Garden Gazebo: Calculations and Measurements

a modern gazebo in a garden at night

Once you have decided you want a garden gazebo, you'll need to take some measurements, perform some calculations, and determine exactly what your options are. Make sure you have a large enough area, that your gazebo's large enough to suit your needs, and that you plan for paths or other methods of access.

Step 1 - Configure Placement

Some people want their garden gazebo in a distant corner, others make it the centerpiece of their backyard garden. Think about the movement of the sun throughout the day to figure out where your gazebo can best offer relief from hot afternoon rays. Evaluate distance from surrounding trees that could grow into your gazebo or cause a safety hazard with falling branches.

Consider, too, where the gazebo is likely to get the most use based on your goals. If you’re looking for a place of solitude for reading, the backyard might be a good location. If you hope to entertain in the space, placing it closer to the house might make more sense.

Once you decide on a location, make sure your measurements include an open area around the building itself. You don't have to build with extra space in mind, but when the time comes to perform maintenance or repairs, you'll be glad you planned ahead.

small classical gazebo in a flower garden

Step 2 - Evaluate Size

When building gazebo pedestals, make sure you're building something large enough to serve your purposes, but don't make the gazebo so large that it overpowers the garden area. Keep in mind that the presence of a gazebo will affect sunlight distribution and you may want to move some of your garden plants to be sure they get the required amount of sunlight. Also evaluate what you want to put under the gazebo. Will you have a firepit, lounge furniture or hot tub? Make sure the gazebo size adequately covers anything you plan to put beneath it.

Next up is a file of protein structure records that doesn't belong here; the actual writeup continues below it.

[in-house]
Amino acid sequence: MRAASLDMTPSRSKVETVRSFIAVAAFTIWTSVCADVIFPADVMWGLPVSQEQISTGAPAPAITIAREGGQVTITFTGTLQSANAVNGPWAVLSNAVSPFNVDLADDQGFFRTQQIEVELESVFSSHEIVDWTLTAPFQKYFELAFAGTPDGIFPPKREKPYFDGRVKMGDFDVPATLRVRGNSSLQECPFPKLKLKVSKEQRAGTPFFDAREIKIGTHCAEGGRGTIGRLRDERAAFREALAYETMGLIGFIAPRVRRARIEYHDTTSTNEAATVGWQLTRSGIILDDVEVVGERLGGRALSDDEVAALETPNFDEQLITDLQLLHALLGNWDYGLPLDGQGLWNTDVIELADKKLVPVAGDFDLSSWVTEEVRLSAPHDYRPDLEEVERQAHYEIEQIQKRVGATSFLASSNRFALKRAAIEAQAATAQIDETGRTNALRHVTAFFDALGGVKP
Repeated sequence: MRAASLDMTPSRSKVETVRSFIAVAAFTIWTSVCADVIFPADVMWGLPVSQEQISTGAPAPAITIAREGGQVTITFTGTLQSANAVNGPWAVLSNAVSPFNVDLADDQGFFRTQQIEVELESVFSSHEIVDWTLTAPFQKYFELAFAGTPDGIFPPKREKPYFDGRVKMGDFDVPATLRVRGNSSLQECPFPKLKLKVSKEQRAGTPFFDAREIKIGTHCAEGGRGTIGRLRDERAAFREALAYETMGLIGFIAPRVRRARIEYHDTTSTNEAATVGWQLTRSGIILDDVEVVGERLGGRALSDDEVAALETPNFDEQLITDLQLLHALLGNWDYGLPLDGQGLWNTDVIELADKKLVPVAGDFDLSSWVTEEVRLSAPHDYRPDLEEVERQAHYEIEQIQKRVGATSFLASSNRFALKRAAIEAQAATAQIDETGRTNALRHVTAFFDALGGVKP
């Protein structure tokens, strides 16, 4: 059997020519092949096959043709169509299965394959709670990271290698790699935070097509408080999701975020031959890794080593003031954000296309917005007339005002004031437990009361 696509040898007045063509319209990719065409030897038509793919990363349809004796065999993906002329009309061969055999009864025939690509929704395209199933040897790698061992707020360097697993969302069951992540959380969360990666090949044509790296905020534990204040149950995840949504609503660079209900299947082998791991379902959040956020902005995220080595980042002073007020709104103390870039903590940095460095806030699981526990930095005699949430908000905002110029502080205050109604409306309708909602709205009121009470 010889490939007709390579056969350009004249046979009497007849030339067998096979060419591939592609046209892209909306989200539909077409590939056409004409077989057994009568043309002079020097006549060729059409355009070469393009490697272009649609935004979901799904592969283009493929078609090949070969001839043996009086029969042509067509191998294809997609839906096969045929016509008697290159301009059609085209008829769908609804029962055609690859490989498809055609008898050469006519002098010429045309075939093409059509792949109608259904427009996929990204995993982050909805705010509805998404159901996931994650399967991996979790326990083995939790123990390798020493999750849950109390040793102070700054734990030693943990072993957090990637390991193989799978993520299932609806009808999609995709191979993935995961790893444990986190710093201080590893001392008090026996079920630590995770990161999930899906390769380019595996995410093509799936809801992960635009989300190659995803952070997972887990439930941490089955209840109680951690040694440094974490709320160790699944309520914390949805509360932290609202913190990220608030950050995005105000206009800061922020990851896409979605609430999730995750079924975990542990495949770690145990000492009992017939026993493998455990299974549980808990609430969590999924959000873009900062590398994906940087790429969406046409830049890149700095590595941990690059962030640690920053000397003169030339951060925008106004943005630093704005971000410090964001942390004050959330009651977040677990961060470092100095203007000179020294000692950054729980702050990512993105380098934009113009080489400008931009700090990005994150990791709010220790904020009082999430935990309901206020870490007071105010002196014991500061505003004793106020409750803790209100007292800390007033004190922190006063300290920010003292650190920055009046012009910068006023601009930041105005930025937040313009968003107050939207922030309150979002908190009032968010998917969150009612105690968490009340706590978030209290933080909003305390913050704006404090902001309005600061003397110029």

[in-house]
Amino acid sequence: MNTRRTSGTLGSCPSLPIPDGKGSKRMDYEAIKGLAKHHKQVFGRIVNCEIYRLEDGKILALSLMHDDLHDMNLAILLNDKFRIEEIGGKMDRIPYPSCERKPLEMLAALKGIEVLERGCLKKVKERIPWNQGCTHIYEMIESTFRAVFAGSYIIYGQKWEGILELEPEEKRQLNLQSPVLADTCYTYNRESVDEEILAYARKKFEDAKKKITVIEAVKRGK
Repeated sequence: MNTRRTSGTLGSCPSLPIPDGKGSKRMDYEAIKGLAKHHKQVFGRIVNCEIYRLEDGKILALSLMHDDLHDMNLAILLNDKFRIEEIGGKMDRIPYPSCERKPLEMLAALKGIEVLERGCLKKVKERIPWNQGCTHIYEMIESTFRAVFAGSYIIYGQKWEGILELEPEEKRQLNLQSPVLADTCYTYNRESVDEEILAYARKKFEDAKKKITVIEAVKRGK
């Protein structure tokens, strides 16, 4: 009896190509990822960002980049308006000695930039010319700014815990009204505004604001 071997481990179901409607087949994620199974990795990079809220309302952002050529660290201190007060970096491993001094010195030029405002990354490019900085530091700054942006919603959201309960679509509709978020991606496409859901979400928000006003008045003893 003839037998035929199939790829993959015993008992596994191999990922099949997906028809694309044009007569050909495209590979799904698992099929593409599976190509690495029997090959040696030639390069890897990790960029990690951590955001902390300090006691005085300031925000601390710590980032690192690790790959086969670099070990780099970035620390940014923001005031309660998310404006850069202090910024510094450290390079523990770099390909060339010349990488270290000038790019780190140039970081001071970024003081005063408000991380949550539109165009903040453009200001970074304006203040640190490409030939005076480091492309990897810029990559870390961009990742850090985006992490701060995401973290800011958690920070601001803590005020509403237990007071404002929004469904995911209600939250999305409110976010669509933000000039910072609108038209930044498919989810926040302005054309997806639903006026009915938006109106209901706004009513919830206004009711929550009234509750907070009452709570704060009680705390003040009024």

Step 3 - Consider Height

Gazebos serve all types of purposes and, therefore, can come in a variety of sizes. You may want a simple, small cottage white gazebo as a visual accent or you may desire a large wooden gazebo worthy of a wedding ceremony. Wherever you fall on the scale, you’ll want to make sure you have enough clearance. While the inside pitch of the gazebo is traditionally peaked, you will need to calculate how tall to make the roofline and entrances. Again consider what it will be used for. If you will have a firepit inside, allow extra height for airflow and fire safety. To create a more secluded feel, bring the height down a bit.

wooden gazebo close up on a sunny day

Step 4 - Plan Pathways

The landscaping surrounding your gazebo makes as big of an impression as the structure itself. Consider privacy from neighbors or the main house. If this is the goal, you may want to include railings and tall foliage. Alternately, work in accessibility for a centralized gazebo meant to be a focal point.

Figure out how many openings you will have, considering access from the front, back, and sides. While a smaller gazebo may just have one pathway and set of stairs, another may have three or four. You may also decide to leave your gazebo mostly open except for the supporting columns.

Step 5 - Create Supply List

Gazebos can be made from a variety of materials. Wood is common, but metal and plastic are options as well. You can even buy kits that include many of the supplies you’ll need. When making your supply list, consider standard wood lengths. For example, if your roofing planks will be 10 feet, you’ll need to cut two feet off of every 12’ board.

Also remember to plan for the support beams being set into the ground. You will sink posts into cement underground, burying at least ⅓ of the post. This means if you want your posts to stick eight feet above ground, you will need to purchase 12’ posts and bury them four feet. Also include your cross-supports, railing pieces, embellishments, and roofing trusses. Also provide for the concrete pad or wood decking that will make up the flooring for your gazebo. Finally, remember to include hardware for attaching posts, sides, roofing, and decking planks.